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"sovereign citizen"

No, a random group of discontented citizens can’t declare itself a grand jury. Good grief. [Bozeman Daily Chronicle; compare frivolous "sovereign citizen" claims] More: Greenfield.

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December 23 roundup

by Walter Olson on December 23, 2013

  • Metro-North train crash spurs calls for mandatory crash-prevention devices. Think twice [Steve Chapman]
  • BP sues attorney Mikal Watts [Insurance Journal] Exaggerated Gulf-spill claims as a business ethics issue [Legal NewsLine]
  • Pot-war fan: “Freedom also means the right not to be subjected to a product I consider immoral” [one of several Baltimore Sun letters to the editor in reaction to my piece on marijuana legalization, and Gregory Kline's response]
  • Aaron Powell, The Humble Case for Liberty [Libertarianism.org]
  • Allegation: lawprof borrowed a lot of his expert witness report from Wikipedia [Above the Law]
  • Frivolous “sovereign citizen” lawsuits on rise in southern Jersey [New Jersey Law Journal, earlier]
  • Star of Hitchcock avian thriller had filed legal malpractice action: “Tippi Hedren wins $1.5 million in bird-related law suit” [Telegraph]

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Durable as a matter of folk law though carrying no weight at all within most courts as actually constituted, various widely circulated theories (“free man,” “sovereign citizen,” etc.) purport to establish a right of litigants to escape courts’ ordinary jurisdiction; sometimes it’s also alleged that tax laws and other longstanding enactments are flawed and of no binding effect. Last month a Canadian jurist by the name of J.D. Rooke handed down an opinion anatomizing different varieties of “Organized Pseudolegal Commercial Argument” ["OPCA"] seized on as a basis for vexatious litigation [Meads vs. Meads, Court of Queen's Bench of Alberta, Sept. 18]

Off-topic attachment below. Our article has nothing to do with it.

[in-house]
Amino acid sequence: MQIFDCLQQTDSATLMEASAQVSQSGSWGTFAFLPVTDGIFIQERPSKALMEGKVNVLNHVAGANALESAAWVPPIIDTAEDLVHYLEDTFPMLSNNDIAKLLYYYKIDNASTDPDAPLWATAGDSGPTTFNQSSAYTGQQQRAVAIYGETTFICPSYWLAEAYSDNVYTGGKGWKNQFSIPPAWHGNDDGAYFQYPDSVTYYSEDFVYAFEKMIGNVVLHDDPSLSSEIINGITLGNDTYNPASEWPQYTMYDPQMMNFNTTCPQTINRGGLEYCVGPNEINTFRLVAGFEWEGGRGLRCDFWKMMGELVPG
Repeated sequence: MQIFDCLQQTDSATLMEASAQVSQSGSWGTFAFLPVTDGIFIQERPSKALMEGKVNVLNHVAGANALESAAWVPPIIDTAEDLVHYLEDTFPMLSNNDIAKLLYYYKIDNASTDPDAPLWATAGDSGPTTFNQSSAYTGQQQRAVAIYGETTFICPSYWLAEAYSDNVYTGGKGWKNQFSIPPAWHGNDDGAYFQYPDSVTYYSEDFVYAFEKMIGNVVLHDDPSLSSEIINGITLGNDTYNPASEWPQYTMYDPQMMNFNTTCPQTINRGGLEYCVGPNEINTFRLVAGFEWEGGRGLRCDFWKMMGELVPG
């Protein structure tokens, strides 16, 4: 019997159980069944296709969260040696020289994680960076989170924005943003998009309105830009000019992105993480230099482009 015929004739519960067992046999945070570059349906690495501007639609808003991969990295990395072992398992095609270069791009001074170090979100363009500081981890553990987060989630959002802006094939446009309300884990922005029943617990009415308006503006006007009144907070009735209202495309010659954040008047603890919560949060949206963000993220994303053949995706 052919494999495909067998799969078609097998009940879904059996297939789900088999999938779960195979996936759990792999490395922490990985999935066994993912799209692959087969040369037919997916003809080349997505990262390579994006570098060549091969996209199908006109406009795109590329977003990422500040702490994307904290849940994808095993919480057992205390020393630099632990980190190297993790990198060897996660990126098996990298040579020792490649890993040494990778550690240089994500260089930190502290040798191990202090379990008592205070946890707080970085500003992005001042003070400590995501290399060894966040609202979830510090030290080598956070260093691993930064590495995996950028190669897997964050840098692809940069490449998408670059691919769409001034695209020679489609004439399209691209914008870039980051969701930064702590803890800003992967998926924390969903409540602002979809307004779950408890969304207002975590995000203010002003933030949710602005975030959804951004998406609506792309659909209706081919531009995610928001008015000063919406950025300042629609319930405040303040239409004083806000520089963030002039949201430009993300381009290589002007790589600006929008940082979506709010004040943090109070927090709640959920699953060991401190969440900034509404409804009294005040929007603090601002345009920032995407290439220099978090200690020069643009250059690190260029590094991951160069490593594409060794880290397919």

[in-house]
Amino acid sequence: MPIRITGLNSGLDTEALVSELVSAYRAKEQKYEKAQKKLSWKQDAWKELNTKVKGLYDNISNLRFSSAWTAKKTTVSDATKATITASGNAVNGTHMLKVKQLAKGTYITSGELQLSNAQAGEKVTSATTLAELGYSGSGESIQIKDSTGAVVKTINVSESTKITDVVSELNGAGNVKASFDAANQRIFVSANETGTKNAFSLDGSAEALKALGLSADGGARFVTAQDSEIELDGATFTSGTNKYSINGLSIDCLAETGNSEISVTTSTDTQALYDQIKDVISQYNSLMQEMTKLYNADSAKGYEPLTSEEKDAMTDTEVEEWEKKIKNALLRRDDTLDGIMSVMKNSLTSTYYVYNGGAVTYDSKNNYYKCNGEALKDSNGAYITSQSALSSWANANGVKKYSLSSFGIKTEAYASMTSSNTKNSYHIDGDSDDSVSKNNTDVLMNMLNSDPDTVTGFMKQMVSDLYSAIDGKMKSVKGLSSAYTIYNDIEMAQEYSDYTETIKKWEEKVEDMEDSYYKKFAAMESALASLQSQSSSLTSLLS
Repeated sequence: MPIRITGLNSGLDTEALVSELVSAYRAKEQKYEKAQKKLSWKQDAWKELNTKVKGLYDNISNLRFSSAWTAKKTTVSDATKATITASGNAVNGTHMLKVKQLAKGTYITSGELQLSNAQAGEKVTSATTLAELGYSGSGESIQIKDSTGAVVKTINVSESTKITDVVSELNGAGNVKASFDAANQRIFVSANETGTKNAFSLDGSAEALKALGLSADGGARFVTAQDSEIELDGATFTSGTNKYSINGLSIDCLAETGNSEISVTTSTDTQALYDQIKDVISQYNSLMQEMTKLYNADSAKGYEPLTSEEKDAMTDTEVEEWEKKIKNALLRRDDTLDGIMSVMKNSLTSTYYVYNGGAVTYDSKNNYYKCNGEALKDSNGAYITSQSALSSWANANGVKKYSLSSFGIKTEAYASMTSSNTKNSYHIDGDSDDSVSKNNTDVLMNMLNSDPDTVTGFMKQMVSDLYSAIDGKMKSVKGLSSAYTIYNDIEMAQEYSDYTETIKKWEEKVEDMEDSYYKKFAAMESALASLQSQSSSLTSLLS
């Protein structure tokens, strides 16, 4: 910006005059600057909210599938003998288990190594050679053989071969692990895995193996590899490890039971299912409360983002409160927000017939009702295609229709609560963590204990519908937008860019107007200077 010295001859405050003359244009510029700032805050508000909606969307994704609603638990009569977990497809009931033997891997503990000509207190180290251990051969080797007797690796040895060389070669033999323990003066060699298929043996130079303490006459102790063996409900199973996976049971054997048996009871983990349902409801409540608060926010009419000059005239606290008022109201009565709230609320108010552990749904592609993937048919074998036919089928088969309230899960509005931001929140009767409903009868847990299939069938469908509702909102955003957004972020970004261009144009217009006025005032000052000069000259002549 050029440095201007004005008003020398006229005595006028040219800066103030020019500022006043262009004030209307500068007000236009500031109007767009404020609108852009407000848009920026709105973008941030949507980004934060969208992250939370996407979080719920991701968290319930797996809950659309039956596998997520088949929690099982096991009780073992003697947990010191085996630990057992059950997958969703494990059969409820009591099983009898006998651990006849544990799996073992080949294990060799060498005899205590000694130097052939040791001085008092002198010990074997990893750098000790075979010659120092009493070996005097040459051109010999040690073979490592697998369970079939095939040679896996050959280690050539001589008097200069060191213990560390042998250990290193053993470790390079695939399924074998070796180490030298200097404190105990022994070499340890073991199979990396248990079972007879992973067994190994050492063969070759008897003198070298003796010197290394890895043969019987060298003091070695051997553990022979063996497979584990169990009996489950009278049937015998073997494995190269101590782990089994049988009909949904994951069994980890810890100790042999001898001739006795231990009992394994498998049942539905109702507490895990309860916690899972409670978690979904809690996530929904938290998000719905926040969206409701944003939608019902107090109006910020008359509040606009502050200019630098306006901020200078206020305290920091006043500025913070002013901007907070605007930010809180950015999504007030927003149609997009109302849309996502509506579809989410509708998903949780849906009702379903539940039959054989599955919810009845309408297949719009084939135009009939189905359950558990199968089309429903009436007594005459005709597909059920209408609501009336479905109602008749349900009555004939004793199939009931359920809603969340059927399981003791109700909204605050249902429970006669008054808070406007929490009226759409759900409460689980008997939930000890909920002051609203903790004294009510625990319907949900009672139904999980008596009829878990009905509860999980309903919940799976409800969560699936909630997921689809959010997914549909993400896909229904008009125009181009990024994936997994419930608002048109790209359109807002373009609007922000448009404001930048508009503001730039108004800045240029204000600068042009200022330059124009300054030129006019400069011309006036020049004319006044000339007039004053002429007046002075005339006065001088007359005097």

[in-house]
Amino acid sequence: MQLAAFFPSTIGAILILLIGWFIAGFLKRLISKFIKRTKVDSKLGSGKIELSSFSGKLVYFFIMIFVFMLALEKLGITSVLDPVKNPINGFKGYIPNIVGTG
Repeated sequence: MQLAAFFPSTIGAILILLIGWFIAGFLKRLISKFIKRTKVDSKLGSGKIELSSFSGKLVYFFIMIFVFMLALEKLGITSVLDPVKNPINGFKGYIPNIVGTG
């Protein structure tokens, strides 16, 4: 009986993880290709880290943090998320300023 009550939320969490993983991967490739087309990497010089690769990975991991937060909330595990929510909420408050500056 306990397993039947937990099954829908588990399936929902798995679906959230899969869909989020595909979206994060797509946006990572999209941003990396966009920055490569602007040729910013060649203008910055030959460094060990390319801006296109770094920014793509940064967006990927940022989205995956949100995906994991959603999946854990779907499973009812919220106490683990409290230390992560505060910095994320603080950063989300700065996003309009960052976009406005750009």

P.S. A glimpse of the “sovereign citizen” scene in the U.S., h/t Lowering the Bar.

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